As Published on independent.ie
What does it mean to be diagnosed with HIV in 2015?
It means knowing you are infected but can access specialist healthcare. It is current best practice to treat all patients newly diagnosed with HIV. Response to treatment is assessed by monitoring the CD4 count, a measure of the immune system and the viral load, the amount of the virus in the blood. Within months on the appropriate treatment, the immune system starts to improve and the viral load becomes undetectable. This means that your infectiousness to others is greatly diminished.
Could I have HIV and not know it?
Absolutely – untreated HIV infection slowly damages the immune system and may take 10-15 years before the immune system is sufficiently damaged to cause clinical problems which are identifiable as advanced HIV infection. If you do not test, you will not know your HIV status; you will have a progressive loss of immune function and will be unknowingly infectious to others.
I’m worried I might have HIV but don’t know what to do
If you are worried, get tested. The blood sent to the laboratory is accurate 4-6 weeks after your exposure. The test might be negative in which case you will be reassured. If positive, you can go on treatment.
Will being diagnosed with HIV ruin my sex life?
HIV infection will not ruin your sex life. You will be on appropriate treatment. In 2008, the ‘Swiss Statement’ reported that if you are on effective treatment for a minimum of 6 months with an undetectable viral load and are not infected with another sexually transmitted infection; you are not sexually infectious to others. Knowing that you are not infectious should help your sex life.
Will I be destined to get really sick?
Not if diagnosed early and put on appropriate medication. Some people are not great at visiting their doctors which means that monitoring of blood pressure, blood sugar and cholesterol is not as good as it should be. Those who are HIV positive and engaged in HIV care are reviewed at least twice a year and will have ongoing monitoring of clinical wellbeing. Late diagnosis with HIV infection can be very serious and life-threatening.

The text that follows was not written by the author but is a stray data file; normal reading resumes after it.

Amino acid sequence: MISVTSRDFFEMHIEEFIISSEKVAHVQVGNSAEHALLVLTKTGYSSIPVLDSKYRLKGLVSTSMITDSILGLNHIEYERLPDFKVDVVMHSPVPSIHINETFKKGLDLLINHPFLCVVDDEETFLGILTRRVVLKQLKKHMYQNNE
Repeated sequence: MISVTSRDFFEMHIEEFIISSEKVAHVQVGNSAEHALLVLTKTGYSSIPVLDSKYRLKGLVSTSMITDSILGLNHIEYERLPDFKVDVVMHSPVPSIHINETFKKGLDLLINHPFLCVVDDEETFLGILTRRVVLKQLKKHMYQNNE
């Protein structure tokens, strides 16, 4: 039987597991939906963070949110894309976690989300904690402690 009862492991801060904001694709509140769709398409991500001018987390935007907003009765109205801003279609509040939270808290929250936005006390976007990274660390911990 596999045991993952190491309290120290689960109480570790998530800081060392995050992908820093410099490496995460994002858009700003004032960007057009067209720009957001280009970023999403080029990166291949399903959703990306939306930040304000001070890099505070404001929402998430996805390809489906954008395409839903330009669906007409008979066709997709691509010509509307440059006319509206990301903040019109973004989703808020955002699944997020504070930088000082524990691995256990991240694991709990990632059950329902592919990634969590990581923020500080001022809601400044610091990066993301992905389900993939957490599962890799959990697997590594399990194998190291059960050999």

Will I be obliged to tell people?
No, you are not obliged to tell people. If you deliberately have unprotected sex with someone, are not on appropriate HIV treatment and are infectious, you are committing a serious crime. If you are not infectious you are not. Unfortunately, HIV is still a stigmatised illness, patients should think carefully before disclosing their diagnosis.
How many Irish people live with the disease?
There are 4,500-5000 people currently living with HIV in Ireland.
Which groups are most at risk?
Of those new cases for whom a risk of infection can be established, the group at highest risk is men who have sex with men who represent almost 50pc of those testing positive each year. Less than half of these men are born in Ireland. Heterosexual infection accounts for approximately 30pc of new cases. The majority of these cases were born in areas of generalised HIV epidemic. A small percentage of cases of HIV infection were in people who inject drugs and this has been linked to homelessness. Mother-to-child transmission during pregnancy is currently extremely low.
How is HIV transmitted?
HIV is transmitted in four main ways: by unprotected sex, from mother to child during pregnancy, by injection drug use with needle sharing and by untreated needle stick injury, occupational or non-occupational.
The full article can be see on the Irish Independent Website: http://www.independent.ie/life/i-was-stunned-by-people-saying-charlie-sheen-must-be-gay-34246840.html